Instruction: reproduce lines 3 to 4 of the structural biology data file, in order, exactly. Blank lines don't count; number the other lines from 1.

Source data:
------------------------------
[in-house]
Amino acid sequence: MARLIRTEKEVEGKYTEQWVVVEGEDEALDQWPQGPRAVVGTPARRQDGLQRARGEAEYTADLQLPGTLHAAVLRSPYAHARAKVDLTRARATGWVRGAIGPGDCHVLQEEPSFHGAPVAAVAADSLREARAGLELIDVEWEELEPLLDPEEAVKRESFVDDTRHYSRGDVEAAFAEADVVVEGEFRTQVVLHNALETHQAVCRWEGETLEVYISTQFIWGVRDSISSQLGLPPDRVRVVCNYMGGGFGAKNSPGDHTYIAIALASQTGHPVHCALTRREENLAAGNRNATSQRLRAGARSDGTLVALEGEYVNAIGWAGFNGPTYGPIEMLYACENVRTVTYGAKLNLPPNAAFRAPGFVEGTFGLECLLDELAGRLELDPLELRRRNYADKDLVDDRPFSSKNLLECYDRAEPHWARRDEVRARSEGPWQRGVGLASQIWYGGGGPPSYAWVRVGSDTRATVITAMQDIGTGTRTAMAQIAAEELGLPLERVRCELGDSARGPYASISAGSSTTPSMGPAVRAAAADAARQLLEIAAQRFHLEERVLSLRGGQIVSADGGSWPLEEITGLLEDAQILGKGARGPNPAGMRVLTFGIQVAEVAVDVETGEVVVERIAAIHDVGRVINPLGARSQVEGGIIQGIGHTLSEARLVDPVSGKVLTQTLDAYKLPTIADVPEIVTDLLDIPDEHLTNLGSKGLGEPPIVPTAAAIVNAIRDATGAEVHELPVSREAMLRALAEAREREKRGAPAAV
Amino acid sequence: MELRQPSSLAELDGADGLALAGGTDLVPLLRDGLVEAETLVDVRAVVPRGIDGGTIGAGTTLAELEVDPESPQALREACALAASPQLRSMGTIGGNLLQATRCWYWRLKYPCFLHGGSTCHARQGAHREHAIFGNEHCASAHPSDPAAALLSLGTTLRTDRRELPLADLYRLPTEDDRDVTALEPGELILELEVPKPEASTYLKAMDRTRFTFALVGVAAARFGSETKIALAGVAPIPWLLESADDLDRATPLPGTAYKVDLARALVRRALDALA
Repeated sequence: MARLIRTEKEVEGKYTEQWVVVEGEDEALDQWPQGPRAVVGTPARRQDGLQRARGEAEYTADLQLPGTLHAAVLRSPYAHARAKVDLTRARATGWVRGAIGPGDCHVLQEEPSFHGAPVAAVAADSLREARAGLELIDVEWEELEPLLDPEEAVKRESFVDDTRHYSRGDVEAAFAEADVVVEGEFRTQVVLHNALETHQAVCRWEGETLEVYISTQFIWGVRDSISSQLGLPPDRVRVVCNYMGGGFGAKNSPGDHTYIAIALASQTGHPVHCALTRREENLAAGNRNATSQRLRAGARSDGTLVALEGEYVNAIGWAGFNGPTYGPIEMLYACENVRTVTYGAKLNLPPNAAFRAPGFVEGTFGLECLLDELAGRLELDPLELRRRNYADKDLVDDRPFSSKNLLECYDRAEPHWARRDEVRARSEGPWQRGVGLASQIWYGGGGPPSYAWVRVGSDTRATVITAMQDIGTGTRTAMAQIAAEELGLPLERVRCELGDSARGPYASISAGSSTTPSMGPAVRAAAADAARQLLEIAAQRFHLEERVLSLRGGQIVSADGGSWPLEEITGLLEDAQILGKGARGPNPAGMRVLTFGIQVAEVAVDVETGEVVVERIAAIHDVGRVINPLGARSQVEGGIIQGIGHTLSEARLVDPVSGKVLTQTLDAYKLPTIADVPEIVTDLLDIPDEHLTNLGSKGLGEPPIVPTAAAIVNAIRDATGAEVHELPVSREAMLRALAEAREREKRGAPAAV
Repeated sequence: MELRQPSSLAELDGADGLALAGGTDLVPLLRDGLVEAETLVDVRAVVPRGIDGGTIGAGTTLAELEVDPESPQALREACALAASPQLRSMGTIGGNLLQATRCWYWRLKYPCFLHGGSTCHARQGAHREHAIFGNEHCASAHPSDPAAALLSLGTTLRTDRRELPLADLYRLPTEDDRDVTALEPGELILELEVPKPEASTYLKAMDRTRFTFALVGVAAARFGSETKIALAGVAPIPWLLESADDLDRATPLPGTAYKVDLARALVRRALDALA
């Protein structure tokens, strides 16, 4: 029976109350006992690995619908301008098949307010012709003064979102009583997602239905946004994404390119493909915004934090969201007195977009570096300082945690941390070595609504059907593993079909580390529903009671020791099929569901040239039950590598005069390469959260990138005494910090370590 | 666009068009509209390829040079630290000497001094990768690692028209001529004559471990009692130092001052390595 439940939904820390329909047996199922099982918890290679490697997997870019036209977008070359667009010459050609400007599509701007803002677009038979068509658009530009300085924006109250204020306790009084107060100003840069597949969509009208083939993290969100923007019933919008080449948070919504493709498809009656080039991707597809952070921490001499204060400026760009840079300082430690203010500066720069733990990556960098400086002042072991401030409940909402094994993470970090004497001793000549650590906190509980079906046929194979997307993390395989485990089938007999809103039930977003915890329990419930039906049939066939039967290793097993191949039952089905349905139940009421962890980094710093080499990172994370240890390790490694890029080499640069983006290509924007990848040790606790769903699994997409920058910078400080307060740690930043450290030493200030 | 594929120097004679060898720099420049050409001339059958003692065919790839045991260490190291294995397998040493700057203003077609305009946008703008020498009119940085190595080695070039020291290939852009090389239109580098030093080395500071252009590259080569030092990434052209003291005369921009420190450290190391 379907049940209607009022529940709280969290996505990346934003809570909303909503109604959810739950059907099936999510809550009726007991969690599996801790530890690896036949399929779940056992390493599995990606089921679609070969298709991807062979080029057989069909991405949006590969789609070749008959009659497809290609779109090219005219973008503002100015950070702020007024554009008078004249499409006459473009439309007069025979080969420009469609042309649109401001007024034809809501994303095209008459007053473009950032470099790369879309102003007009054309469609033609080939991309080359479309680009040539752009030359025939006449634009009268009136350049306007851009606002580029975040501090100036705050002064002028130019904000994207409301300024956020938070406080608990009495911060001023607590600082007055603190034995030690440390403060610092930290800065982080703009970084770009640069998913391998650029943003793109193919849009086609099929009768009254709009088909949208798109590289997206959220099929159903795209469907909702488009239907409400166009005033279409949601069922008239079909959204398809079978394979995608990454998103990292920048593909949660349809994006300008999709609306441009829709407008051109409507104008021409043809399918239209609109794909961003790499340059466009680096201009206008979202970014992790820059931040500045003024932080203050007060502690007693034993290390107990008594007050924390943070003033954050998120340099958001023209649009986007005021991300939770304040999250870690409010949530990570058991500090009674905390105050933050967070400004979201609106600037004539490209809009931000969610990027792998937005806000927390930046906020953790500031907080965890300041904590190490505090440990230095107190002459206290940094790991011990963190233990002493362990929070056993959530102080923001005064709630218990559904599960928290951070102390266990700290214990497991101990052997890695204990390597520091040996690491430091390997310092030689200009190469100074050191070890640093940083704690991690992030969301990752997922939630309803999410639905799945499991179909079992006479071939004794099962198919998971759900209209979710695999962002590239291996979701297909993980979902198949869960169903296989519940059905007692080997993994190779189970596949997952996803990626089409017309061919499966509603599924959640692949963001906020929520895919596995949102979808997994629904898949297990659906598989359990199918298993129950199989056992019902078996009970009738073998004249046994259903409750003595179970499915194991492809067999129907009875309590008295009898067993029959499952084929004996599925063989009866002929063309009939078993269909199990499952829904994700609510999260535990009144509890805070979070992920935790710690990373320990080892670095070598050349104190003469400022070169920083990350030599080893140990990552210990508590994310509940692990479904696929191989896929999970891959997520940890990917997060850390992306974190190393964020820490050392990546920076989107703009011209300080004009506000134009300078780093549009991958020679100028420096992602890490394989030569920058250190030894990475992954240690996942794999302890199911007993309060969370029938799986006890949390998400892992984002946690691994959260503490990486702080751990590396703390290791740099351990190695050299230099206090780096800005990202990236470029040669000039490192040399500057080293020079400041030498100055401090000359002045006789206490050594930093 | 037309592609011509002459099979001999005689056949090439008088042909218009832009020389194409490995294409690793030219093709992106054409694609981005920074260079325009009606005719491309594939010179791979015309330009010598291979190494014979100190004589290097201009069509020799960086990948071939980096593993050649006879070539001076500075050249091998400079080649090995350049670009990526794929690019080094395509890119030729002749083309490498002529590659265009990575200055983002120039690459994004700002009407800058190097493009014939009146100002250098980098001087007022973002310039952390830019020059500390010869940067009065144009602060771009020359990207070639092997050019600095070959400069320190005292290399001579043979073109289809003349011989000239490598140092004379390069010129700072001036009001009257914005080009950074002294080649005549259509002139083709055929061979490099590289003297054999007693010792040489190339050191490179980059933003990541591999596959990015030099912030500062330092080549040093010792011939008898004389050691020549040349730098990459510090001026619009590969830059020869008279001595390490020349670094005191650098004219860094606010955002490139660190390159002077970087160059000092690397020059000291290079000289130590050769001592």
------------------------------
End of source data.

Amino acid sequence: MELRQPSSLAELDGADGLALAGGTDLVPLLRDGLVEAETLVDVRAVVPRGIDGGTIGAGTTLAELEVDPESPQALREACALAASPQLRSMGTIGGNLLQATRCWYWRLKYPCFLHGGSTCHARQGAHREHAIFGNEHCASAHPSDPAAALLSLGTTLRTDRRELPLADLYRLPTEDDRDVTALEPGELILELEVPKPEASTYLKAMDRTRFTFALVGVAAARFGSETKIALAGVAPIPWLLESADDLDRATPLPGTAYKVDLARALVRRALDALA
Repeated sequence: MARLIRTEKEVEGKYTEQWVVVEGEDEALDQWPQGPRAVVGTPARRQDGLQRARGEAEYTADLQLPGTLHAAVLRSPYAHARAKVDLTRARATGWVRGAIGPGDCHVLQEEPSFHGAPVAAVAADSLREARAGLELIDVEWEELEPLLDPEEAVKRESFVDDTRHYSRGDVEAAFAEADVVVEGEFRTQVVLHNALETHQAVCRWEGETLEVYISTQFIWGVRDSISSQLGLPPDRVRVVCNYMGGGFGAKNSPGDHTYIAIALASQTGHPVHCALTRREENLAAGNRNATSQRLRAGARSDGTLVALEGEYVNAIGWAGFNGPTYGPIEMLYACENVRTVTYGAKLNLPPNAAFRAPGFVEGTFGLECLLDELAGRLELDPLELRRRNYADKDLVDDRPFSSKNLLECYDRAEPHWARRDEVRARSEGPWQRGVGLASQIWYGGGGPPSYAWVRVGSDTRATVITAMQDIGTGTRTAMAQIAAEELGLPLERVRCELGDSARGPYASISAGSSTTPSMGPAVRAAAADAARQLLEIAAQRFHLEERVLSLRGGQIVSADGGSWPLEEITGLLEDAQILGKGARGPNPAGMRVLTFGIQVAEVAVDVETGEVVVERIAAIHDVGRVINPLGARSQVEGGIIQGIGHTLSEARLVDPVSGKVLTQTLDAYKLPTIADVPEIVTDLLDIPDEHLTNLGSKGLGEPPIVPTAAAIVNAIRDATGAEVHELPVSREAMLRALAEAREREKRGAPAAV